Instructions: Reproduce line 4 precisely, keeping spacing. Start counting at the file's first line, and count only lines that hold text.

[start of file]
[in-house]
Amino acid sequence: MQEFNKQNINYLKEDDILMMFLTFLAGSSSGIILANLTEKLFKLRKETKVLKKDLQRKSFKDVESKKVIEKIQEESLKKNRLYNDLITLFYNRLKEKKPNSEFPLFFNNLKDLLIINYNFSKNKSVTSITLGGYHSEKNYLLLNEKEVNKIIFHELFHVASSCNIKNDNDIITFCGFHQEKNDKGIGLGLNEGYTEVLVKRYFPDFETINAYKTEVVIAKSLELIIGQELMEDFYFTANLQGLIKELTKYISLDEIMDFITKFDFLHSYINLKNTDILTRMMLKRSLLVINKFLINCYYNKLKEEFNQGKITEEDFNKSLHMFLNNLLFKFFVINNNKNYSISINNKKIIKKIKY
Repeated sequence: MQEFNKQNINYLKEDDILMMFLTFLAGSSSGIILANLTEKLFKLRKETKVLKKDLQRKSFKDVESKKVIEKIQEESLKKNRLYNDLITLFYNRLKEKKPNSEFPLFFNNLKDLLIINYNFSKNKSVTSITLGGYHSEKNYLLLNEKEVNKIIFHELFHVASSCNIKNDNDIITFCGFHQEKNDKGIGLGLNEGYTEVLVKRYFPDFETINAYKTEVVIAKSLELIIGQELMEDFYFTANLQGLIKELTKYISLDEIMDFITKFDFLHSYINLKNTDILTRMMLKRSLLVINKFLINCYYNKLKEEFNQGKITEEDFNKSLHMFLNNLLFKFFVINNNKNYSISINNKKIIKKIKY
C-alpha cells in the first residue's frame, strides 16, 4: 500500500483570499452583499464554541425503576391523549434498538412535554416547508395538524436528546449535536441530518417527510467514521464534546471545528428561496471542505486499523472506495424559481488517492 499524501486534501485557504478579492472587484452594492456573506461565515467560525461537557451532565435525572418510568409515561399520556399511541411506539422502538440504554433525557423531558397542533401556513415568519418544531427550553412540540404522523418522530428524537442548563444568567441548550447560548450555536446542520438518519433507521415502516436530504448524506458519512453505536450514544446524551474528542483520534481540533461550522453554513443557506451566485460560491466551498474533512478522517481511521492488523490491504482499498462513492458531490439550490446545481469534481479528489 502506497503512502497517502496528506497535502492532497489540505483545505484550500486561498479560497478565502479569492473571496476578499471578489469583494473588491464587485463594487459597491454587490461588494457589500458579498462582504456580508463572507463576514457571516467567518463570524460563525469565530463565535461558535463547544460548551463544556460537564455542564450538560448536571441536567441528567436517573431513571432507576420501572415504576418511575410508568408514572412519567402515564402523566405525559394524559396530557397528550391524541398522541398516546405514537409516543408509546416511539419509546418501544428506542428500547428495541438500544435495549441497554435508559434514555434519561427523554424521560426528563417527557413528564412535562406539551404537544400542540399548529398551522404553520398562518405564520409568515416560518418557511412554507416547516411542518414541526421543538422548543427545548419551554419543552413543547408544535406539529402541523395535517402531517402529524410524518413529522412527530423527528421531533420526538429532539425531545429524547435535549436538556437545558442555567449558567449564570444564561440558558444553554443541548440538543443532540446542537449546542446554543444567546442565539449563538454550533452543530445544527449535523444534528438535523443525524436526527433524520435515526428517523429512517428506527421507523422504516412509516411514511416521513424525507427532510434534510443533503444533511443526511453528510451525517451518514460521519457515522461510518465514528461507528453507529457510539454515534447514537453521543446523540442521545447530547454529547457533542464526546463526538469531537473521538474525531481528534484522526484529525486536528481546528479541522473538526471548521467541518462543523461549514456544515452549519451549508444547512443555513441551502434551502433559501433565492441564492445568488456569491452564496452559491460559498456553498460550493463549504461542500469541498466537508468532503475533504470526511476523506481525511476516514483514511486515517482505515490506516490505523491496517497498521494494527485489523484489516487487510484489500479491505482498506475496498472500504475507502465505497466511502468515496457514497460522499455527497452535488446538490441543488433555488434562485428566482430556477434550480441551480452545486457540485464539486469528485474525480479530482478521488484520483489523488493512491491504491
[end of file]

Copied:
C-alpha cells in the first residue's frame, strides 16, 4: 500500500483570499452583499464554541425503576391523549434498538412535554416547508395538524436528546449535536441530518417527510467514521464534546471545528428561496471542505486499523472506495424559481488517492 499524501486534501485557504478579492472587484452594492456573506461565515467560525461537557451532565435525572418510568409515561399520556399511541411506539422502538440504554433525557423531558397542533401556513415568519418544531427550553412540540404522523418522530428524537442548563444568567441548550447560548450555536446542520438518519433507521415502516436530504448524506458519512453505536450514544446524551474528542483520534481540533461550522453554513443557506451566485460560491466551498474533512478522517481511521492488523490491504482499498462513492458531490439550490446545481469534481479528489 502506497503512502497517502496528506497535502492532497489540505483545505484550500486561498479560497478565502479569492473571496476578499471578489469583494473588491464587485463594487459597491454587490461588494457589500458579498462582504456580508463572507463576514457571516467567518463570524460563525469565530463565535461558535463547544460548551463544556460537564455542564450538560448536571441536567441528567436517573431513571432507576420501572415504576418511575410508568408514572412519567402515564402523566405525559394524559396530557397528550391524541398522541398516546405514537409516543408509546416511539419509546418501544428506542428500547428495541438500544435495549441497554435508559434514555434519561427523554424521560426528563417527557413528564412535562406539551404537544400542540399548529398551522404553520398562518405564520409568515416560518418557511412554507416547516411542518414541526421543538422548543427545548419551554419543552413543547408544535406539529402541523395535517402531517402529524410524518413529522412527530423527528421531533420526538429532539425531545429524547435535549436538556437545558442555567449558567449564570444564561440558558444553554443541548440538543443532540446542537449546542446554543444567546442565539449563538454550533452543530445544527449535523444534528438535523443525524436526527433524520435515526428517523429512517428506527421507523422504516412509516411514511416521513424525507427532510434534510443533503444533511443526511453528510451525517451518514460521519457515522461510518465514528461507528453507529457510539454515534447514537453521543446523540442521545447530547454529547457533542464526546463526538469531537473521538474525531481528534484522526484529525486536528481546528479541522473538526471548521467541518462543523461549514456544515452549519451549508444547512443555513441551502434551502433559501433565492441564492445568488456569491452564496452559491460559498456553498460550493463549504461542500469541498466537508468532503475533504470526511476523506481525511476516514483514511486515517482505515490506516490505523491496517497498521494494527485489523484489516487487510484489500479491505482498506475496498472500504475507502465505497466511502468515496457514497460522499455527497452535488446538490441543488433555488434562485428566482430556477434550480441551480452545486457540485464539486469528485474525480479530482478521488484520483489523488493512491491504491